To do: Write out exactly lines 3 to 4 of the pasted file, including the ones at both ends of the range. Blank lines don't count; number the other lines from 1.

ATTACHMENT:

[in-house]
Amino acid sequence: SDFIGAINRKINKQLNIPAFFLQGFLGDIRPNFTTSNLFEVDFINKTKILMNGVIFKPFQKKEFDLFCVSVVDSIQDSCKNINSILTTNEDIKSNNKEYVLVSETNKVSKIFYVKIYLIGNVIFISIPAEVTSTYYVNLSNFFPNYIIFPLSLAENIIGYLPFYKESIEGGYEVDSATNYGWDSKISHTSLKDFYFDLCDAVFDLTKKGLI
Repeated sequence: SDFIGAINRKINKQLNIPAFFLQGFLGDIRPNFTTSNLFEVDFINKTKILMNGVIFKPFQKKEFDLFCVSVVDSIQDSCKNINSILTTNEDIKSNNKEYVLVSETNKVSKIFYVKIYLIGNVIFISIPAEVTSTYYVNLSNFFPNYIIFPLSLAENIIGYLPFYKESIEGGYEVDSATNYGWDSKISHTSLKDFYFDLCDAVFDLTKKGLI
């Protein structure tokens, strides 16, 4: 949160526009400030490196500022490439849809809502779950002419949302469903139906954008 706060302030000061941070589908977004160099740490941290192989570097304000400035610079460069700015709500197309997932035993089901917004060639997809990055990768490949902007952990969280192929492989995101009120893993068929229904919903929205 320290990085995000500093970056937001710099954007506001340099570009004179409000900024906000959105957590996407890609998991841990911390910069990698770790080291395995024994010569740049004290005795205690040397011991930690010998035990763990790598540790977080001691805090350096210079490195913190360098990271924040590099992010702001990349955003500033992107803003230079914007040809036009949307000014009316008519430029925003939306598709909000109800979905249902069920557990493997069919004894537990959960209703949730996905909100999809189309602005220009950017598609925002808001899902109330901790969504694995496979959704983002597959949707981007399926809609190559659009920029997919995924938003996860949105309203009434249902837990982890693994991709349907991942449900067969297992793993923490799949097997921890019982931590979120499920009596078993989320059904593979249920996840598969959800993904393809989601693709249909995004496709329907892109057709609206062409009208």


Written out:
Repeated sequence: SDFIGAINRKINKQLNIPAFFLQGFLGDIRPNFTTSNLFEVDFINKTKILMNGVIFKPFQKKEFDLFCVSVVDSIQDSCKNINSILTTNEDIKSNNKEYVLVSETNKVSKIFYVKIYLIGNVIFISIPAEVTSTYYVNLSNFFPNYIIFPLSLAENIIGYLPFYKESIEGGYEVDSATNYGWDSKISHTSLKDFYFDLCDAVFDLTKKGLI
């Protein structure tokens, strides 16, 4: 949160526009400030490196500022490439849809809502779950002419949302469903139906954008 706060302030000061941070589908977004160099740490941290192989570097304000400035610079460069700015709500197309997932035993089901917004060639997809990055990768490949902007952990969280192929492989995101009120893993068929229904919903929205 320290990085995000500093970056937001710099954007506001340099570009004179409000900024906000959105957590996407890609998991841990911390910069990698770790080291395995024994010569740049004290005795205690040397011991930690010998035990763990790598540790977080001691805090350096210079490195913190360098990271924040590099992010702001990349955003500033992107803003230079914007040809036009949307000014009316008519430029925003939306598709909000109800979905249902069920557990493997069919004894537990959960209703949730996905909100999809189309602005220009950017598609925002808001899902109330901790969504694995496979959704983002597959949707981007399926809609190559659009920029997919995924938003996860949105309203009434249902837990982890693994991709349907991942449900067969297992793993923490799949097997921890019982931590979120499920009596078993989320059904593979249920996840598969959800993904393809989601693709249909995004496709329907892109057709609206062409009208």